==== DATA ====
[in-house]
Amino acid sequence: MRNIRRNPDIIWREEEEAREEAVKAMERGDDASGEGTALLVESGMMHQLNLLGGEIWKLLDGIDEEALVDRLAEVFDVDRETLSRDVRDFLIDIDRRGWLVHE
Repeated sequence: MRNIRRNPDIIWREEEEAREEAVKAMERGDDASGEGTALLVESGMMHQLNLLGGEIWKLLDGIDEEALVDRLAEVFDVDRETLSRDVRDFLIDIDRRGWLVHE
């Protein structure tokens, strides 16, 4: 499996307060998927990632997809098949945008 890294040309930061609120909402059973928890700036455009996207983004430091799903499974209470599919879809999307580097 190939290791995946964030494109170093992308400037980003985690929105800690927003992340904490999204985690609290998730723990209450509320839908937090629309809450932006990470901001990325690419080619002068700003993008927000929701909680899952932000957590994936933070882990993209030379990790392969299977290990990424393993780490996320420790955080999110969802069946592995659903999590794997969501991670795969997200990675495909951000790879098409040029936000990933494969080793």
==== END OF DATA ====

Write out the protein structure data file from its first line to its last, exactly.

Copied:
[in-house]
Amino acid sequence: MRNIRRNPDIIWREEEEAREEAVKAMERGDDASGEGTALLVESGMMHQLNLLGGEIWKLLDGIDEEALVDRLAEVFDVDRETLSRDVRDFLIDIDRRGWLVHE
Repeated sequence: MRNIRRNPDIIWREEEEAREEAVKAMERGDDASGEGTALLVESGMMHQLNLLGGEIWKLLDGIDEEALVDRLAEVFDVDRETLSRDVRDFLIDIDRRGWLVHE
């Protein structure tokens, strides 16, 4: 499996307060998927990632997809098949945008 890294040309930061609120909402059973928890700036455009996207983004430091799903499974209470599919879809999307580097 190939290791995946964030494109170093992308400037980003985690929105800690927003992340904490999204985690609290998730723990209450509320839908937090629309809450932006990470901001990325690419080619002068700003993008927000929701909680899952932000957590994936933070882990993209030379990790392969299977290990990424393993780490996320420790955080999110969802069946592995659903999590794997969501991670795969997200990675495909951000790879098409040029936000990933494969080793």